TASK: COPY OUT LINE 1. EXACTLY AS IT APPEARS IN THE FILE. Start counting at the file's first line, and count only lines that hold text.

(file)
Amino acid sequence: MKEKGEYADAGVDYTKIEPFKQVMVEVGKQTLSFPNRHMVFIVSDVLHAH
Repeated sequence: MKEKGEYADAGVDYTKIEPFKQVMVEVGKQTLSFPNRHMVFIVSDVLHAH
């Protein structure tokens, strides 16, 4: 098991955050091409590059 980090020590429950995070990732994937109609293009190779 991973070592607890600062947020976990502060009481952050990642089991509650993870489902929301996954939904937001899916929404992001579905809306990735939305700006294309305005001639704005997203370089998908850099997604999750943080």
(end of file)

Amino acid sequence: MKEKGEYADAGVDYTKIEPFKQVMVEVGKQTLSFPNRHMVFIVSDVLHAH